4 votes
  4. Comment on What programming/technical projects have you been working on? in ~comp

    tauon
    Link
    Over the past few evenings, I’ve been getting “back” into R after surface-level working with it in university quite a while ago, in order to help analyze my dad’s recent addition to his house, a...

    Over the past few evenings, I’ve been getting “back” into R after surface-level working with it in university quite a while ago, in order to help analyze my dad’s recent addition to his house, a photovoltaic installation.

    A very surprising and interesting learning, for example, has been the fact that depending on the time of year, the north-facing modules make up almost 50% of the total production, which is something we as non-experts had absolutely never expected!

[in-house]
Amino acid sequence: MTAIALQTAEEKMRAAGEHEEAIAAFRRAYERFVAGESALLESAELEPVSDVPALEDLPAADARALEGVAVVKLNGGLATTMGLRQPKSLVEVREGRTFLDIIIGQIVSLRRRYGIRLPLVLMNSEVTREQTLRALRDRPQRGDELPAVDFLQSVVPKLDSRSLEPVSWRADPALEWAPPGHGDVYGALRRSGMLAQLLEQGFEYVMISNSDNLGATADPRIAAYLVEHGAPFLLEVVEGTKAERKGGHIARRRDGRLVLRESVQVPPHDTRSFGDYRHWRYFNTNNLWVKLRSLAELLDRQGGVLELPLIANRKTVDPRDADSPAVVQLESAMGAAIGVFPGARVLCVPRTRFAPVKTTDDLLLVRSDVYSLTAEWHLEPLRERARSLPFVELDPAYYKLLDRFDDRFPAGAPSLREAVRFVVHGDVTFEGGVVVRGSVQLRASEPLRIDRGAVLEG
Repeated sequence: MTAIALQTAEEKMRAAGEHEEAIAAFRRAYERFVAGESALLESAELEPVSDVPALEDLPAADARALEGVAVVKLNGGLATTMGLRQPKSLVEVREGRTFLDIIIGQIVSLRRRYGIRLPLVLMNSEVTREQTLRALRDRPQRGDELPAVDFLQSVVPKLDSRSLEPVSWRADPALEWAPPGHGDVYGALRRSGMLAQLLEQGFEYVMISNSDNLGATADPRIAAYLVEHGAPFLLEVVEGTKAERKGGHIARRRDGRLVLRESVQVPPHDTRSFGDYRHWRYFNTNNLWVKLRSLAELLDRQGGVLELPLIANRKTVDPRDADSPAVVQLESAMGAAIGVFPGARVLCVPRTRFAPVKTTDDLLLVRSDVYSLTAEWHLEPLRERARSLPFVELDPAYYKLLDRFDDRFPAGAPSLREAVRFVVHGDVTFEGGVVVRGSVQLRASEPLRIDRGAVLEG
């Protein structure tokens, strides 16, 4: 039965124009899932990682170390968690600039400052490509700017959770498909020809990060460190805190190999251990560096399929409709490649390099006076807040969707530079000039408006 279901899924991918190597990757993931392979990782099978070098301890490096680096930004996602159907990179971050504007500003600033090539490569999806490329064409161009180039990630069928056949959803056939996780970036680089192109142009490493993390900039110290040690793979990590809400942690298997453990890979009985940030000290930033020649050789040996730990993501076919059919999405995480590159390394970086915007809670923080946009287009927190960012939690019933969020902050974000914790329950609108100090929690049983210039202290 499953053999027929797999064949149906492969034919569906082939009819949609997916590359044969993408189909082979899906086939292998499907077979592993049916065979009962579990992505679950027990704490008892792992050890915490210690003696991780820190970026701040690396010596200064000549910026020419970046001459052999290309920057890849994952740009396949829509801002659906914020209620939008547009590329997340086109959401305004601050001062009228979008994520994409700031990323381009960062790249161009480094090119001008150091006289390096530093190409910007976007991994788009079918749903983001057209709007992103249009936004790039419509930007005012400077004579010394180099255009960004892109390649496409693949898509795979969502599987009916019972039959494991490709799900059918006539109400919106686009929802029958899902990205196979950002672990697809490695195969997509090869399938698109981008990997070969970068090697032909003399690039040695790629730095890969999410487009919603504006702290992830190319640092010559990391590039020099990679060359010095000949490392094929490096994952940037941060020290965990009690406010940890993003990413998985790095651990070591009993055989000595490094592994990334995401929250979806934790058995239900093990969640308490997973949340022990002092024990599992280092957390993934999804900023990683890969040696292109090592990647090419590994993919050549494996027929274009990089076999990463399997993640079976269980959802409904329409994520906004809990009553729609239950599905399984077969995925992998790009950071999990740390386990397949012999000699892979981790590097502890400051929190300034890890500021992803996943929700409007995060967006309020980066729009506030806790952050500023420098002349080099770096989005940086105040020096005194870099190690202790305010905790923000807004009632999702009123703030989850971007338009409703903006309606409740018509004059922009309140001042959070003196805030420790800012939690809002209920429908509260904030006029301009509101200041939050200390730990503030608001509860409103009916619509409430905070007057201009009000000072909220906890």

It still is a rather short script, but it has been fun (mostly) to write and expand it.
    All that’s really left to do now is some QOL stuff (e.g. allowing to pass options to the script for PDF/PNG output, which timespans to plot or exclude, etc.), but the elephant in the room is actually an issue we both can’t fix: data sourcing.

    The current workflow includes being logged in on the installation company’s website, manually selecting the date(s) from which to export, waiting for the server to very slowly generate the Excel (not csv!) file, and downloading it. Whenever we tried to export datasets over ≈two weeks in duration, it would even hang and eventually after a couple of minutes give up entirely.